Case 3: Calculations Vertical mass weighting and detection efficiency correction yields 2413 CG flashes Upstream CG flashes: 500 hPa 1824 300 2145 200 3473 Scaling up from CG to total flashes using mean IC/CG ratio of 4 for upstream region yields 12,066 flashes Scaling up from NO2 to NOx: 2.47 x 106 x 1 mole NOx/0.3 moles NO2 = 8.23 x 106 moles NOx Estimating average moles per flash: 8.23 x 106 moles NOx/12066 flashes = 682 +/- 180 moles NOx/flash Average over 3 cases: 715 +/- 215 moles NOx/flash
Lightning NO Production Scenarios Summary of Five Simulated Storms OMI: 3 US storms * Orville et al., 2002 Means: 500 moles/flash 0.94 ratio
Summary • Cases of LNOx detected in OMI tropospheric NO2 data over Central U. S. • Employed AMFs appropriate for convective outflow regimes containing LNOx. These AMFs are approximately a factor of 2 larger than those from GEOS-Chem used in the standard retrieval. • Estimates of LNOx production for 3 cases range from 465 to 997 moles/flash (mean = 715 moles/flash with 25-40% OMI retrieval uncertainty). This is at the high end of other recent continental US estimates. • Main uncertainties: radiative transfer in substantial cloud cover, magnitude of tropospheric background NO2 column, IC/CG ratio. • OMI-based estimates, cloud-resolved modeling, and GEOS-Chem simulations all suggest NO production/flash in US > global mean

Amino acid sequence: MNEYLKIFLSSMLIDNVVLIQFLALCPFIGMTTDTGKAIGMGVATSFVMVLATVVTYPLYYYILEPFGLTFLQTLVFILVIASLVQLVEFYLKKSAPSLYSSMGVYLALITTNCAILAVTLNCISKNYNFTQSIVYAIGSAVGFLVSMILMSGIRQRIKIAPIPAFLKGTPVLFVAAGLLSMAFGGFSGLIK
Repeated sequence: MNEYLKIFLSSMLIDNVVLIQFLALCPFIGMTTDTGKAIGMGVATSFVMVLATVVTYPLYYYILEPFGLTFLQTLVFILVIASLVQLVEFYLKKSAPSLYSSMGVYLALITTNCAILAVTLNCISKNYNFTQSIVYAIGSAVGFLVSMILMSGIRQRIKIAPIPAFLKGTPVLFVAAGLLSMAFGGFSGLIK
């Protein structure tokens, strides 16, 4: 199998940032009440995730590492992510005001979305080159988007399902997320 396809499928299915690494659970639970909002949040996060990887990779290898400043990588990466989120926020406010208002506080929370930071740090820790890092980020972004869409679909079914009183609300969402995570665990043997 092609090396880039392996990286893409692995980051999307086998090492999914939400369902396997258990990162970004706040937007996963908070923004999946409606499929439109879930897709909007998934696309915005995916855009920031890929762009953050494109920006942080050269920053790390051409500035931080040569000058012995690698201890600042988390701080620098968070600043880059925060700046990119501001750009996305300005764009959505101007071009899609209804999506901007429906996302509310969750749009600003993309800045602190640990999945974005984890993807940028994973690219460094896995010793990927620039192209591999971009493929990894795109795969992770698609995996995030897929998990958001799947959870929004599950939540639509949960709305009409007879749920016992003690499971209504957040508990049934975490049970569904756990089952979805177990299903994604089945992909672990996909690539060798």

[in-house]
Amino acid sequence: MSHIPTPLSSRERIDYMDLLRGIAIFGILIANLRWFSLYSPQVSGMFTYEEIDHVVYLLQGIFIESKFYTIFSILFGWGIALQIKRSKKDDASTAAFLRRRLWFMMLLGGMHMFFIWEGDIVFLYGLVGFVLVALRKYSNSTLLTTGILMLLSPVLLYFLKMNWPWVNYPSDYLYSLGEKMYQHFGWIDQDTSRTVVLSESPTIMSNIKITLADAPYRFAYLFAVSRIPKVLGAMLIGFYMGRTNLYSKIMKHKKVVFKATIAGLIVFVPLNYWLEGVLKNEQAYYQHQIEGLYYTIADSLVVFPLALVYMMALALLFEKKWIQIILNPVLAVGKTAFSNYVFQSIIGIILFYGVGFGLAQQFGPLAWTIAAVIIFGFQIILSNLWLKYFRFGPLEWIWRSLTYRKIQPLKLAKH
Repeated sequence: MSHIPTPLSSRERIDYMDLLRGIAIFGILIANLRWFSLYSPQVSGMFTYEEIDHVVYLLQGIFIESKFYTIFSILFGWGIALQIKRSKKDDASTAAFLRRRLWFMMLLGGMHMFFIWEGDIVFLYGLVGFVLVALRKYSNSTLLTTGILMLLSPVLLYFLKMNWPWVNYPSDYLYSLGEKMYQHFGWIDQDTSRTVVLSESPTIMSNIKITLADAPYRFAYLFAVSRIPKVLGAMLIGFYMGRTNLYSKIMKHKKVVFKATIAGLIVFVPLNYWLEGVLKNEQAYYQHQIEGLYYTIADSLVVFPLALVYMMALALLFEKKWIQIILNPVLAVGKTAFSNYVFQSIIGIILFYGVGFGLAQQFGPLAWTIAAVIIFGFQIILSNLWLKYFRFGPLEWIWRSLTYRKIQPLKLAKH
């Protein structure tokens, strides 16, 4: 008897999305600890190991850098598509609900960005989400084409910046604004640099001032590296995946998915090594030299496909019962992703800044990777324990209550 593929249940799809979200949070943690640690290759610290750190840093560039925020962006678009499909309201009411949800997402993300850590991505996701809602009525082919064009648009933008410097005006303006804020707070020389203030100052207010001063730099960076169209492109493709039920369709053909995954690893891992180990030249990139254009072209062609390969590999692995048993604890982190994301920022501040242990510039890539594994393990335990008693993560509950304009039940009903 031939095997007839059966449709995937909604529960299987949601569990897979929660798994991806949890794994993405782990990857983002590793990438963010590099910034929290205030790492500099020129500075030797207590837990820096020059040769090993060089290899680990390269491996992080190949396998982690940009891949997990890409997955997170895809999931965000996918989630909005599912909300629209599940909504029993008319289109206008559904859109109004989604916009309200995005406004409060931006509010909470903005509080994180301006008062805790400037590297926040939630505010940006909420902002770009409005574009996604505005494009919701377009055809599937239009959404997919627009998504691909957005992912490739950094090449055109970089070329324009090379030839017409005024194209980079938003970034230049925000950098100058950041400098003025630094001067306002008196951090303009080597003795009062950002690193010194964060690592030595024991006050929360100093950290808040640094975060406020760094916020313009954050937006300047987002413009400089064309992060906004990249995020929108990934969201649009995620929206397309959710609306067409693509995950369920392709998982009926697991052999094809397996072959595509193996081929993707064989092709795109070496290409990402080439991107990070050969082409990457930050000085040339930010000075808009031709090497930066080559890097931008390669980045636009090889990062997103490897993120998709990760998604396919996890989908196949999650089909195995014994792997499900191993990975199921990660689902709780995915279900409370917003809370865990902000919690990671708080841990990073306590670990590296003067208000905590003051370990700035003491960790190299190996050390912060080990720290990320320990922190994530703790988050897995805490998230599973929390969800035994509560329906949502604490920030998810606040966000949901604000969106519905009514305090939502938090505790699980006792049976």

Future • Refine LNOx production estimates for these three cases: Oklahoma case – likely can obtain actual IC/CG ratio from 3-D Lightning Mapping Array data Run trajectories with higher-resolution data from WRF • Conduct similar analyses with OMI data for Northern Australia and Costa Rica regions: Aircraft data available from SCOUT-O3/ACTIVE and NASA TC4 field experiments Cloud-resolved modeling for specific events from these experiments is underway or will be conducted in the near future Do tropical lightning flashes make less NOx per flash than midlatitude flashes?